Full Catching Fire Review Part 2: Scene by Scene Breakdown – Up to the Victory Tour [SO MANY SPOILERS!]

Fair warning — this is highly, highly full of spoilers — in fact, the whole post is a giant spoiler. Please don’t read further if you haven’t seen the movie. I’ve seen it four times in theatres so this post is likely to be high on details.

Katniss and Post-Traumatic Stress

It’s not so often that the opening scene in a movie rips your heart out so totally and fully, but that’s what Catching Fire managed to do [side note: your heart never fully recovers through the 2:26 hour movie]. The movie opens with Katniss looking off into the distance, obviously still dealing with the trauma she faced in the 74th Games. The depth of emotion shown by Jennifer Lawrence in this one shot alone should have been a sign to us all of the greatness of her overall performance. It is in this same opening scene, when she and Gale go off to hunt together, that the realities of the post-traumatic stress that Katniss is dealing with is really portrayed (heavily, and well I might add) to the audience when Katniss hallucinates/flashes back to her killing of Marvel in the Games just as she is about to shoot a turkey.

I loved it for several reasons. First, I loved the juxtaposition to the line said in the first movie by Gale about how killing a person is really no different than killing an animal — obviously, there’s a huge difference and Katniss’ struggles point to that. However, the mechanics are the same, and the Hunger Games in general forces these competitors to blur the lines even more.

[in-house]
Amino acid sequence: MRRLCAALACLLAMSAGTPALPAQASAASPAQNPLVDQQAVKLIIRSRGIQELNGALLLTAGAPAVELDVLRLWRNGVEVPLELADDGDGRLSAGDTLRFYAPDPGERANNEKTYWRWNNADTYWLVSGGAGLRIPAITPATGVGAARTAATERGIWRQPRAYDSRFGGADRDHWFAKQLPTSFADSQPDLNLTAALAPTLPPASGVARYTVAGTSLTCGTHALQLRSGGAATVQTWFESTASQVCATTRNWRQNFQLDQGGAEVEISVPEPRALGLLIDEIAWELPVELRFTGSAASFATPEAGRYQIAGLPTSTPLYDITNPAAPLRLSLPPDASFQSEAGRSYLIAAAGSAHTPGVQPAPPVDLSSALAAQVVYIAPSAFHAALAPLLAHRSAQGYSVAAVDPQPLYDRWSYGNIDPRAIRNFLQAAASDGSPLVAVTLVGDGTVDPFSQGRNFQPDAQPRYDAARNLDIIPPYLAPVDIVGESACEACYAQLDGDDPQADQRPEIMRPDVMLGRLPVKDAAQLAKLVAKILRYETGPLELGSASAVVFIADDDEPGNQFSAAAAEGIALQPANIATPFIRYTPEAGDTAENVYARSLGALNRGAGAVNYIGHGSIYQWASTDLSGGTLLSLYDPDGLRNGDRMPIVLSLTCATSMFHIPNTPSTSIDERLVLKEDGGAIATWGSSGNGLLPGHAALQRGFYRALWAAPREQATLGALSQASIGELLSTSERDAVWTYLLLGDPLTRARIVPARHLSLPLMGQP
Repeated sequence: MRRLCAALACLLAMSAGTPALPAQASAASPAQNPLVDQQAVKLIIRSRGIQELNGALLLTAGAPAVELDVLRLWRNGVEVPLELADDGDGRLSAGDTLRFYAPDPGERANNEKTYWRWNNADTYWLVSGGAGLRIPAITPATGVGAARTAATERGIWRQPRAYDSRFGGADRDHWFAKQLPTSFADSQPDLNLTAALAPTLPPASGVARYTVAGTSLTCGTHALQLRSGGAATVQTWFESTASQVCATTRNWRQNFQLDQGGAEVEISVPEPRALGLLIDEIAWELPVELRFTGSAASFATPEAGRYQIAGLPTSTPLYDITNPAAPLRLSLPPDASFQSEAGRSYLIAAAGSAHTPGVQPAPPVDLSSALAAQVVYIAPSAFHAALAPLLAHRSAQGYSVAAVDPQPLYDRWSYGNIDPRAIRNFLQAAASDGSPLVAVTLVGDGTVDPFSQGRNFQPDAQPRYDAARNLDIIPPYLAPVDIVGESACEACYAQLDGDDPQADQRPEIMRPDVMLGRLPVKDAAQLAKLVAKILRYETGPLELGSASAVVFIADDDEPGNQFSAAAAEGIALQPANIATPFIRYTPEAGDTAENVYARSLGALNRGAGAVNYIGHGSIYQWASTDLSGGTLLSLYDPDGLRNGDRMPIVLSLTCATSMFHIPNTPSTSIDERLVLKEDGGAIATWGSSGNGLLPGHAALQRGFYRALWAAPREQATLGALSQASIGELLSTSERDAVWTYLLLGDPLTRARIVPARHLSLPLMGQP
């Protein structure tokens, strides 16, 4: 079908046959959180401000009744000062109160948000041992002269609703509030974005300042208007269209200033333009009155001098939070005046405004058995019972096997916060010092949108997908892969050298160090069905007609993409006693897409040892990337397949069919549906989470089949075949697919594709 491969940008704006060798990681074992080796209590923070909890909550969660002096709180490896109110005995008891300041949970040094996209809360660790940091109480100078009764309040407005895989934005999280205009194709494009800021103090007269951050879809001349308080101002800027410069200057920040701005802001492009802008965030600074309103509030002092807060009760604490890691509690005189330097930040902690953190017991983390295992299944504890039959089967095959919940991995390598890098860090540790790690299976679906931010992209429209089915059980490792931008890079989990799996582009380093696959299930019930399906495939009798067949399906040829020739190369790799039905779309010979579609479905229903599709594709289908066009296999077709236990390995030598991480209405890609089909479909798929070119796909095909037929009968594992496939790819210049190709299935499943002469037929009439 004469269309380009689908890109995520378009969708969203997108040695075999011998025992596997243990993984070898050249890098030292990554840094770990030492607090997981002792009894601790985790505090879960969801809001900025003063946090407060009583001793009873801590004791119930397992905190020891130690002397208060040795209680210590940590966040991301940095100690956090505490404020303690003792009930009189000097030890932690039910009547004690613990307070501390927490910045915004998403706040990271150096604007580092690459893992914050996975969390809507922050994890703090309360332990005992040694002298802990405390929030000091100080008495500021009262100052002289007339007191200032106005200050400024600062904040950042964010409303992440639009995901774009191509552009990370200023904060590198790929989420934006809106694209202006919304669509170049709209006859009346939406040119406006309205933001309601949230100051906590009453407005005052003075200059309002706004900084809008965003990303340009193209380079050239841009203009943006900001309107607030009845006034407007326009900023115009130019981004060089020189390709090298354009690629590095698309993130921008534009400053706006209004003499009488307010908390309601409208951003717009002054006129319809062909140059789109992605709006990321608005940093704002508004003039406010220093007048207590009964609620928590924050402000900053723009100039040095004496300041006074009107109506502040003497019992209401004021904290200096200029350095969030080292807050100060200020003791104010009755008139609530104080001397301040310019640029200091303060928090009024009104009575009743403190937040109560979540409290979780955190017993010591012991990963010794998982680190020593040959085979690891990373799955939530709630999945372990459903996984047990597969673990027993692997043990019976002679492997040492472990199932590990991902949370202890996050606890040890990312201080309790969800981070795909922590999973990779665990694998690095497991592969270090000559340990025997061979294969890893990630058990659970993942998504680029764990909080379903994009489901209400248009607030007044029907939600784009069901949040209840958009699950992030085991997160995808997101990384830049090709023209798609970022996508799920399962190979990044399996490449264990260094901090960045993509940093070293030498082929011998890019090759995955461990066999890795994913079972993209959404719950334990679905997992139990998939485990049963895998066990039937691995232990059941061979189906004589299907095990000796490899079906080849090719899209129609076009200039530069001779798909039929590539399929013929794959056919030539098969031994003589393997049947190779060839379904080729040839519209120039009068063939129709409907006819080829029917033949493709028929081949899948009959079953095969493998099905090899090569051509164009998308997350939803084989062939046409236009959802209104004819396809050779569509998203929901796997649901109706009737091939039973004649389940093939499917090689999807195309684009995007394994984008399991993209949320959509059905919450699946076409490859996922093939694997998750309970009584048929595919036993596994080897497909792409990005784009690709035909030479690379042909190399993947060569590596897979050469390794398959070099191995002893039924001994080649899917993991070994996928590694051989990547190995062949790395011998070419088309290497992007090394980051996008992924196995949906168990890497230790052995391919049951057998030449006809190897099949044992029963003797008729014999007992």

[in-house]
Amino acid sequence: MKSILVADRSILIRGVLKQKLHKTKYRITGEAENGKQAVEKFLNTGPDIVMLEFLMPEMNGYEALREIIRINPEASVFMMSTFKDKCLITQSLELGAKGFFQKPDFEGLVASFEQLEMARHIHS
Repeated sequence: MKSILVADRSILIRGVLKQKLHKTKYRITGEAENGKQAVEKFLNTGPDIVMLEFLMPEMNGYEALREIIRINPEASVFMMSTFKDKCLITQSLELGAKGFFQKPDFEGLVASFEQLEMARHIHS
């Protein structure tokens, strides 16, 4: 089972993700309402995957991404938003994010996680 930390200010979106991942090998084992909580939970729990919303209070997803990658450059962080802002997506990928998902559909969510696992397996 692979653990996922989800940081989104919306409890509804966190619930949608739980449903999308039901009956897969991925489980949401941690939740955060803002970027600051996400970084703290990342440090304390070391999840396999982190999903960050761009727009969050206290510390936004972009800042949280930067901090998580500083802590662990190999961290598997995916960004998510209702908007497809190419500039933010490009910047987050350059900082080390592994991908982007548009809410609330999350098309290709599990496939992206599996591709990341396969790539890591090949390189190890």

Second, I absolutely loved how Jennifer portrayed Katniss in this scene. I believe she absolutely nailed it — the fear, the sudden onslaught of emotion, the confusion, how shook up she was at the end. Literally, this probably took less than a minute in the film, but the message and the emotions were clear as day. The Games have a huge impact — we, as an audience, cannot forget about the horrors Katniss and Peeta witnessed and partook in. We also cannot forget about the humanity at the core of these movies — these characters are told to be warriors, and while they may come out victorious, they are humans underneath it all.

Katniss, Peeta and Haymitch Before the Games 

When Katniss goes to wake Haymitch up before the cameras get there, it was a scene that provided three pivotal points for me. First, it was a great way to break up the drama and the tension by adding a bit of comedy to the setting. Second, the dynamic between the three victors of District 12 were evident from this very early scene. Being at the centre really of the series as a trio, I loved how they set it up early on in the second movie. Finally, this was the point where I was pleasantly surprised at how much they were keeping from the book into the movie in terms of actual scenes and dialogue. I couldn’t help thinking that this was one of those scenes Gary Ross would have found “unnecessary” in the first film and would never have been filmed. Throughout Catching Fire, they’d keep more of the book in (that’s for another post) but this was the first instance where I was cheered up by this prospect.

Snow and Katniss Meeting